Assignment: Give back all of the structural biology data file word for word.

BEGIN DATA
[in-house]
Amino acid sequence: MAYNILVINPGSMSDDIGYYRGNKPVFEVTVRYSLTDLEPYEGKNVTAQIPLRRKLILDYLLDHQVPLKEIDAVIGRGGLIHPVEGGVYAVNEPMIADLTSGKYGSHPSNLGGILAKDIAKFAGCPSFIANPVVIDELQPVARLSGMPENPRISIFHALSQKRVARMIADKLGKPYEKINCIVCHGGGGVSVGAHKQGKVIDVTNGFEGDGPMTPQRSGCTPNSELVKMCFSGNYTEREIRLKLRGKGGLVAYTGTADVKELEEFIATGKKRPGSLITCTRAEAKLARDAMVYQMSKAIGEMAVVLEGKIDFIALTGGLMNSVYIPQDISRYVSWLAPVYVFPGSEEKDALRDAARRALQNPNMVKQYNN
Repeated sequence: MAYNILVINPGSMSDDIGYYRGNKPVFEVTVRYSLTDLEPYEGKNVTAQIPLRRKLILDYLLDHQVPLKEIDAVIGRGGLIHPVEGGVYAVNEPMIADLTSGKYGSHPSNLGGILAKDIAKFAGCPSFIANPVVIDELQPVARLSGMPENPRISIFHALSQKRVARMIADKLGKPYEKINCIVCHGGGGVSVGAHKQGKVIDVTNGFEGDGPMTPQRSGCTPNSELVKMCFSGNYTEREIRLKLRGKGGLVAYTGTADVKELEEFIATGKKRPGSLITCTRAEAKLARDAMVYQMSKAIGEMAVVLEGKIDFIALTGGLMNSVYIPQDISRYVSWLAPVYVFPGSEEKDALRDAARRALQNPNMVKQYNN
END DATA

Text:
[in-house]
Amino acid sequence: MAYNILVINPGSMSDDIGYYRGNKPVFEVTVRYSLTDLEPYEGKNVTAQIPLRRKLILDYLLDHQVPLKEIDAVIGRGGLIHPVEGGVYAVNEPMIADLTSGKYGSHPSNLGGILAKDIAKFAGCPSFIANPVVIDELQPVARLSGMPENPRISIFHALSQKRVARMIADKLGKPYEKINCIVCHGGGGVSVGAHKQGKVIDVTNGFEGDGPMTPQRSGCTPNSELVKMCFSGNYTEREIRLKLRGKGGLVAYTGTADVKELEEFIATGKKRPGSLITCTRAEAKLARDAMVYQMSKAIGEMAVVLEGKIDFIALTGGLMNSVYIPQDISRYVSWLAPVYVFPGSEEKDALRDAARRALQNPNMVKQYNN
Repeated sequence: MAYNILVINPGSMSDDIGYYRGNKPVFEVTVRYSLTDLEPYEGKNVTAQIPLRRKLILDYLLDHQVPLKEIDAVIGRGGLIHPVEGGVYAVNEPMIADLTSGKYGSHPSNLGGILAKDIAKFAGCPSFIANPVVIDELQPVARLSGMPENPRISIFHALSQKRVARMIADKLGKPYEKINCIVCHGGGGVSVGAHKQGKVIDVTNGFEGDGPMTPQRSGCTPNSELVKMCFSGNYTEREIRLKLRGKGGLVAYTGTADVKELEEFIATGKKRPGSLITCTRAEAKLARDAMVYQMSKAIGEMAVVLEGKIDFIALTGGLMNSVYIPQDISRYVSWLAPVYVFPGSEEKDALRDAARRALQNPNMVKQYNN